It’s old news that our world has gone through a digital transformation, but for the rising digital generation, radical social, economic, cultural, and environmental changes have drastically shifted perspectives.
Or have they?
A new survey found that 60 percent of 1,665 respondents between the ages of 21 and 40 said that they were very likely or extremely likely to pursue an MBA, or MA or MS in business management.
The Executive MBA Council (EMBAC), UNICON, and AACSB International sponsored the research. Percept Research conducted the survey, which took place from July to August 2017, culling participants from 10 countries.
“Research like this study gives us insights into how students perceive their educational options and what they would like to see,” says Michael Desiderio, EMBAC executive director. “That information helps business schools and programs respond to changing marketplace needs.”
The survey looked at how representatives of the digital generation view their options for advanced management education, as well as their motivations for pursing educational opportunities and their learning preferences.
Additional key results include:
- Nearly half of respondents said certificates or digital badges are valuable as a complement to non-degree course work.
- Nearly 92 percent see value in these credentials as complements to or substitutes for traditional business education offerings.
- Additionally, 48 percent said they were extremely likely or very likely to pursue business management courses and 38 percent indicated the same about non-degree executive education.
Only one in 10 respondents said they are not very likely or not at all likely to pursue certificates or digital badges as an educational option.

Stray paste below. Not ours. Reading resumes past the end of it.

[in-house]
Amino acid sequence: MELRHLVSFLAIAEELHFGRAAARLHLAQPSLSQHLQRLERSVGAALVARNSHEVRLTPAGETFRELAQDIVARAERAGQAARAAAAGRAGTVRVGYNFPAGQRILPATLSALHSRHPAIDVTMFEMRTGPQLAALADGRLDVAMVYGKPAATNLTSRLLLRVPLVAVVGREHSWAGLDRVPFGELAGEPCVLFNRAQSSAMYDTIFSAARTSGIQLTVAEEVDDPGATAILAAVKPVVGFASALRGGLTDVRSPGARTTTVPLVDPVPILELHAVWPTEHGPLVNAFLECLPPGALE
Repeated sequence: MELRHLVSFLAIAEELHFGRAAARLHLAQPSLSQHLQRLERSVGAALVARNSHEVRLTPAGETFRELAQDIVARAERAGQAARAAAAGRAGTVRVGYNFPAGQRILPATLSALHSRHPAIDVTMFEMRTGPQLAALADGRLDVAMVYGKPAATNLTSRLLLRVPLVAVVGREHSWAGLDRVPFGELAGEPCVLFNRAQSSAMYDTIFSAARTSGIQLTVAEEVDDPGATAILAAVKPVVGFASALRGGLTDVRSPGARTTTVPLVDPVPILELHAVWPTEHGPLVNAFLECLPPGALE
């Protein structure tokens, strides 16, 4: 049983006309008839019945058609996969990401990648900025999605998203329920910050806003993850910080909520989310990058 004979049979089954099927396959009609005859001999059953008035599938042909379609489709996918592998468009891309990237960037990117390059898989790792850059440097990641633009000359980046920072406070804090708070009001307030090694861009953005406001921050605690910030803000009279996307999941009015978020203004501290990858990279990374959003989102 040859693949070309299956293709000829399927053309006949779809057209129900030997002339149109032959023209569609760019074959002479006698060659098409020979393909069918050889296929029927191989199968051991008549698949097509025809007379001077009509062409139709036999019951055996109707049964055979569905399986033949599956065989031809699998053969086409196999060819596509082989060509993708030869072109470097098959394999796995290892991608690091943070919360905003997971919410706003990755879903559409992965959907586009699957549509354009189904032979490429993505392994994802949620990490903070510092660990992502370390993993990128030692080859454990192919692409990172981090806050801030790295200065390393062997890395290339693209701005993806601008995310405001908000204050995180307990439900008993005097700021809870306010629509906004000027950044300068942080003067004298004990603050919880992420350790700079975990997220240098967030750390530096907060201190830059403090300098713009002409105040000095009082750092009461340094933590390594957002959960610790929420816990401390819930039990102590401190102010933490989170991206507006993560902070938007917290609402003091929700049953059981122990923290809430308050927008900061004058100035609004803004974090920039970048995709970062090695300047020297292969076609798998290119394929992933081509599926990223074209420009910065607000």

Motivation for pursuing an advanced degree included improving standard of living, increasing career stability and job security, and improving leadership and management skills.
Female respondents rated job stability and security higher than male counterparts, who rated “make it easier to start my own business” higher than female counterparts.
The digital generation respondents also saw value in a mix of learning delivery options: 36.9 percent of them preferred a mix of live and pre-recorded content, 33.2 percent preferred pre-recorded delivery, and 29.9 percent preferred live delivery.
The 54 percent of respondents who completed at least one online or blended course are most likely to prefer a mix of live and pre-recorded delivery. The 20.9 percent of respondents who started, but didn’t complete an online or blended course, are most likely to prefer pre-recorded delivery.
Respondents from the U.S. are significantly more likely to have completed at least one online or blended course. They are also more likely to pursue non-degree executive education than respondents from outside the U.S.